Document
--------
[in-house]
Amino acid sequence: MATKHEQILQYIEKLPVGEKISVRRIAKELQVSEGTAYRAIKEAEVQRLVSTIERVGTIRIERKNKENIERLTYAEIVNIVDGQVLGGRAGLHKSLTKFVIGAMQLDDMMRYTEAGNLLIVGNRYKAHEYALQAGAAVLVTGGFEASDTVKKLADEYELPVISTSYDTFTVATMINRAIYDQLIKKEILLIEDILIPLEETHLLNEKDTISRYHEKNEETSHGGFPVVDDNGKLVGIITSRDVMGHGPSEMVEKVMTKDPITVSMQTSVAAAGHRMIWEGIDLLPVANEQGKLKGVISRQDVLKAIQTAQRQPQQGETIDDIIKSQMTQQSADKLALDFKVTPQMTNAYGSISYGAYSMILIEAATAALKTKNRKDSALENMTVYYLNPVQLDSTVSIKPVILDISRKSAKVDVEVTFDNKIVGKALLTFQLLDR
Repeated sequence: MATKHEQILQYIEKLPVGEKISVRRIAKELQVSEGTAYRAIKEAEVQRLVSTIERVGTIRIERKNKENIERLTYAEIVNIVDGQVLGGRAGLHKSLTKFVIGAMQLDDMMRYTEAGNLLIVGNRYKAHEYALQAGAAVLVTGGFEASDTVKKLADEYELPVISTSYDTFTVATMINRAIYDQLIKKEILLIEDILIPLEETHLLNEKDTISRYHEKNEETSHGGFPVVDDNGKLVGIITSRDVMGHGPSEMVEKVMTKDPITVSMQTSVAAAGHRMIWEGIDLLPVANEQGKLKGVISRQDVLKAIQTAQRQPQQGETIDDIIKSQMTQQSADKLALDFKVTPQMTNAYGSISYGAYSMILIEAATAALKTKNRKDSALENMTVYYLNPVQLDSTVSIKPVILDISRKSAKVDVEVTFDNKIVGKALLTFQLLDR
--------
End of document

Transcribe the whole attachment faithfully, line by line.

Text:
[in-house]
Amino acid sequence: MATKHEQILQYIEKLPVGEKISVRRIAKELQVSEGTAYRAIKEAEVQRLVSTIERVGTIRIERKNKENIERLTYAEIVNIVDGQVLGGRAGLHKSLTKFVIGAMQLDDMMRYTEAGNLLIVGNRYKAHEYALQAGAAVLVTGGFEASDTVKKLADEYELPVISTSYDTFTVATMINRAIYDQLIKKEILLIEDILIPLEETHLLNEKDTISRYHEKNEETSHGGFPVVDDNGKLVGIITSRDVMGHGPSEMVEKVMTKDPITVSMQTSVAAAGHRMIWEGIDLLPVANEQGKLKGVISRQDVLKAIQTAQRQPQQGETIDDIIKSQMTQQSADKLALDFKVTPQMTNAYGSISYGAYSMILIEAATAALKTKNRKDSALENMTVYYLNPVQLDSTVSIKPVILDISRKSAKVDVEVTFDNKIVGKALLTFQLLDR
Repeated sequence: MATKHEQILQYIEKLPVGEKISVRRIAKELQVSEGTAYRAIKEAEVQRLVSTIERVGTIRIERKNKENIERLTYAEIVNIVDGQVLGGRAGLHKSLTKFVIGAMQLDDMMRYTEAGNLLIVGNRYKAHEYALQAGAAVLVTGGFEASDTVKKLADEYELPVISTSYDTFTVATMINRAIYDQLIKKEILLIEDILIPLEETHLLNEKDTISRYHEKNEETSHGGFPVVDDNGKLVGIITSRDVMGHGPSEMVEKVMTKDPITVSMQTSVAAAGHRMIWEGIDLLPVANEQGKLKGVISRQDVLKAIQTAQRQPQQGETIDDIIKSQMTQQSADKLALDFKVTPQMTNAYGSISYGAYSMILIEAATAALKTKNRKDSALENMTVYYLNPVQLDSTVSIKPVILDISRKSAKVDVEVTFDNKIVGKALLTFQLLDR